That date is arbitrary, right? Somebody made it up.

That’s That’s how most of our bonus structures are built on arbitrary numbers on arbitrary dates. And let’s say that that person is doing good work and building good systems, but they missed the target.

They missed the number, right?

But if you were to pull back and look at how they’ve been doing and you see this beautiful steady line, we can see that they’re doing good work, that they’re building good systems.

There’s huge stability there. They just miss the arbitrary number on the arbitrary date, give that person a bonus.

Because we want that person to continue building those systems and the odds are they’re probably at the number two or three months later, which is totally fine. Because then it’s gonna grow, grow and grow.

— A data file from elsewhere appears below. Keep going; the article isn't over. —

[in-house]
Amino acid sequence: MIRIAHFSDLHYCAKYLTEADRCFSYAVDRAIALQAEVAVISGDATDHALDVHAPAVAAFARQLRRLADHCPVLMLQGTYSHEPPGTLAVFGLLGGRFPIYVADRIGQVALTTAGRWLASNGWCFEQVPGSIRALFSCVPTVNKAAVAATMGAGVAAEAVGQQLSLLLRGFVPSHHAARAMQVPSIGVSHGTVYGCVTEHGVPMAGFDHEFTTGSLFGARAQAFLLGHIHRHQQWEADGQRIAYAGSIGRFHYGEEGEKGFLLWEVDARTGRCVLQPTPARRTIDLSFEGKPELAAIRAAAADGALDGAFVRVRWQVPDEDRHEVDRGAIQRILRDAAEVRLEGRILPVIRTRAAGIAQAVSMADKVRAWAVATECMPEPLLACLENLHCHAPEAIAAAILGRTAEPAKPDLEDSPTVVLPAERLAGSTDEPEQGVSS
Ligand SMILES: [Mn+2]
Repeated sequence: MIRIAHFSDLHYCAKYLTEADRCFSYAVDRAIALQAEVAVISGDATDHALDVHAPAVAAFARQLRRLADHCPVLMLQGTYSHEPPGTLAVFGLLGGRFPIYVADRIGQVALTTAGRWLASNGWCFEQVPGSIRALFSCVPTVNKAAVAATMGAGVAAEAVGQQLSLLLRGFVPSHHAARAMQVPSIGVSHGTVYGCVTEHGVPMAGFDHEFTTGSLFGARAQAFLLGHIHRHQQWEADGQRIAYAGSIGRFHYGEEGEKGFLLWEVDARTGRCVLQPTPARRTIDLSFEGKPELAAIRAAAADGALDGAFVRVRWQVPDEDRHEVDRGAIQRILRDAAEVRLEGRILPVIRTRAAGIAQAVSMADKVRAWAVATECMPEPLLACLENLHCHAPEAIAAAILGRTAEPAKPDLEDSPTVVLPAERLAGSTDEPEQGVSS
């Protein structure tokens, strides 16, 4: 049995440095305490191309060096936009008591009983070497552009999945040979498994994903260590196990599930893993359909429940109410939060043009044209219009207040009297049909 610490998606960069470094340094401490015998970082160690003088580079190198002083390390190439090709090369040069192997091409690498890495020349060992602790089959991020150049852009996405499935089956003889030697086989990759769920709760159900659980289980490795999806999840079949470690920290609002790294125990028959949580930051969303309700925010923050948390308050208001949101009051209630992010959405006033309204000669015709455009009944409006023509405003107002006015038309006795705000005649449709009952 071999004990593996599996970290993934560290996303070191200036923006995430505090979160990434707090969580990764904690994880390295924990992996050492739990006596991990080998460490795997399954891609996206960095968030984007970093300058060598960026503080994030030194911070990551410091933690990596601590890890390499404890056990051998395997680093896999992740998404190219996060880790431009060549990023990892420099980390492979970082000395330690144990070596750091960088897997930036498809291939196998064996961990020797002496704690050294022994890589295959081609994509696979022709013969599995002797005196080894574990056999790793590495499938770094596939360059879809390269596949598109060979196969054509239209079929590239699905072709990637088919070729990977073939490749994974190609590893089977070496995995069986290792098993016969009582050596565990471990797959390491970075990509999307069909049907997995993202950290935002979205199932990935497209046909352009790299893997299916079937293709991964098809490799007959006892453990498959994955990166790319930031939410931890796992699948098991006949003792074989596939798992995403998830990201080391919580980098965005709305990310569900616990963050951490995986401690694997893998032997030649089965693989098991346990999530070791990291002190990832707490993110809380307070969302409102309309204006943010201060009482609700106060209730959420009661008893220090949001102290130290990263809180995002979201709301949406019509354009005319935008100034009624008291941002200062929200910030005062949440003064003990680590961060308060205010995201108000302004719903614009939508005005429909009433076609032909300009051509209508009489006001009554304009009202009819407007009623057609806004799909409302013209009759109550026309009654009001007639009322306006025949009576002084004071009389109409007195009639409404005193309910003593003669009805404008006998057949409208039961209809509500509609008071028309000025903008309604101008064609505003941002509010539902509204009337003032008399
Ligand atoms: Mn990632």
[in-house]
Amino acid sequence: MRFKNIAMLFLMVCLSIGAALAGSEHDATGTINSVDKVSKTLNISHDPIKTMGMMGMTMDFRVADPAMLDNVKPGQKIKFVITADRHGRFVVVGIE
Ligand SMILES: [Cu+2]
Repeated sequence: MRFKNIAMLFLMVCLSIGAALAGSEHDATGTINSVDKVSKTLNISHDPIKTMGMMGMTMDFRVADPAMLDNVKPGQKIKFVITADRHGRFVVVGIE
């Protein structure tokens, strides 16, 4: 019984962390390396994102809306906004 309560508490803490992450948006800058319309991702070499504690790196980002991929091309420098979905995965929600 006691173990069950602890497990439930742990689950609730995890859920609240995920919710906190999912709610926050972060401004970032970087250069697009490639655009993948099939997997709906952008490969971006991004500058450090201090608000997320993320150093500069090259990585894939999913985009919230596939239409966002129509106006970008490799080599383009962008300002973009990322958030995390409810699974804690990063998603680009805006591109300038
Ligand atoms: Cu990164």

Versus the person who stabs people in the back plays politics. Their performance looks like this.

There’s no stability, it’s all over the place. They happen to meet the number on an arbitrary date. give that person a bonus.

Why they’re breaking the company along the way.

The point is, the finite player only looks at these discrete moments in time where the infinite player is much more preoccupied with the trend of things.

So in our in our business, we become absolutely preoccupied with the trend. there is some projects that we’ve wanted to implement that I wished took a year and they took years.

And I can it doesn’t matter how much I say I want it done at the end of the we missed it. But you know what we were building good systems along the way we just missed the prediction.

And the result is we have much better systems much better product, and we’re much more motivated by it.

Because nobody was penalized for missing arbitrary numbers and arbitrary data. I was sort of learning how to learning how to build and run a business for the infinite.